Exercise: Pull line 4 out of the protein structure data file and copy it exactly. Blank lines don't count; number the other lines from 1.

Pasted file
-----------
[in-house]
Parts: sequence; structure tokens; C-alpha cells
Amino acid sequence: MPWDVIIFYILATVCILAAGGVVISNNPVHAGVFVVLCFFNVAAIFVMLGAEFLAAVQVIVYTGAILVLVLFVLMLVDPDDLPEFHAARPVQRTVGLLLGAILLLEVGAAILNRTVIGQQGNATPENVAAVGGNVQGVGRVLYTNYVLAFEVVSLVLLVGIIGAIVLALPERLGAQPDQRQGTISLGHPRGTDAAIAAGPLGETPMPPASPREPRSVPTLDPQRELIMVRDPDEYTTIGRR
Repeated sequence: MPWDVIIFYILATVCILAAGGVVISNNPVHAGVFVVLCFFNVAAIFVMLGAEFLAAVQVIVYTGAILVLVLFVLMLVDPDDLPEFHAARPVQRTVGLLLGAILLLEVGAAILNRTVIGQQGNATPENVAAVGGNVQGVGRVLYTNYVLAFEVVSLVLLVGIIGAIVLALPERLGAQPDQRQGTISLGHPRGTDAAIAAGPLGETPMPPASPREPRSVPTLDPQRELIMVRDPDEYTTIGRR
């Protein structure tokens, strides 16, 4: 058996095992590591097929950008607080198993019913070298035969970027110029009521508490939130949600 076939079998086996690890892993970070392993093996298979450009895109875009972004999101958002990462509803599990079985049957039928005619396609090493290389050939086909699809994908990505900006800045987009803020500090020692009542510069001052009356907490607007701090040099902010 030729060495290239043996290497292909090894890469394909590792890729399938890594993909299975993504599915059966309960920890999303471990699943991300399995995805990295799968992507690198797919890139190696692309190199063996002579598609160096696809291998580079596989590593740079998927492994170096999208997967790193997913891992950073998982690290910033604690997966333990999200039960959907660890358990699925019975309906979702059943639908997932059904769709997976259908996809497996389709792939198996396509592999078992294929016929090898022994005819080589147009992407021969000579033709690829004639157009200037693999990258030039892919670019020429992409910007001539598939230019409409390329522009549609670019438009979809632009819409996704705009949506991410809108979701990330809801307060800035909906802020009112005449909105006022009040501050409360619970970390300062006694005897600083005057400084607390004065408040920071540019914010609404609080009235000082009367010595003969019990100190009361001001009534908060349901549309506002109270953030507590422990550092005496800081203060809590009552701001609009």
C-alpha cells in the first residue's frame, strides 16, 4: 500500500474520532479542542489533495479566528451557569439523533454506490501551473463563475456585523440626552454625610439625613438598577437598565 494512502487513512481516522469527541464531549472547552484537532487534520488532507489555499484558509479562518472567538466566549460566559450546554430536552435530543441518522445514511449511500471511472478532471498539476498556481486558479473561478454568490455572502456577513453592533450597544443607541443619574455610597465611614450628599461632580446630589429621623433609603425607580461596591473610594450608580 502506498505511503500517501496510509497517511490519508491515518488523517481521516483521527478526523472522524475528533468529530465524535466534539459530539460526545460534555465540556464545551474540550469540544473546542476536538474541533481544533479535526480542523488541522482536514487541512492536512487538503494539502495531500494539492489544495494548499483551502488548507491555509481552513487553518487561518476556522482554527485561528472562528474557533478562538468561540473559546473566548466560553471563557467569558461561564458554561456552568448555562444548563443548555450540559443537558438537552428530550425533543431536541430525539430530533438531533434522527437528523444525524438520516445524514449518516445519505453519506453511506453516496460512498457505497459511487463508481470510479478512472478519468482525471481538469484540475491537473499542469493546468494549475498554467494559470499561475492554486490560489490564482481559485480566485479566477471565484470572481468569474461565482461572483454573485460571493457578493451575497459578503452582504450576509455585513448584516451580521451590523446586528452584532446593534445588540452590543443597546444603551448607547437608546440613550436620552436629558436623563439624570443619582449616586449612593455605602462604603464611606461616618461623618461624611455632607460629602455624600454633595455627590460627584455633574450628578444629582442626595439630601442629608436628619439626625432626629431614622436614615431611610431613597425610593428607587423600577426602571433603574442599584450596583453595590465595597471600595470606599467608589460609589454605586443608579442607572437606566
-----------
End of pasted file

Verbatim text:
Repeated sequence: MPWDVIIFYILATVCILAAGGVVISNNPVHAGVFVVLCFFNVAAIFVMLGAEFLAAVQVIVYTGAILVLVLFVLMLVDPDDLPEFHAARPVQRTVGLLLGAILLLEVGAAILNRTVIGQQGNATPENVAAVGGNVQGVGRVLYTNYVLAFEVVSLVLLVGIIGAIVLALPERLGAQPDQRQGTISLGHPRGTDAAIAAGPLGETPMPPASPREPRSVPTLDPQRELIMVRDPDEYTTIGRR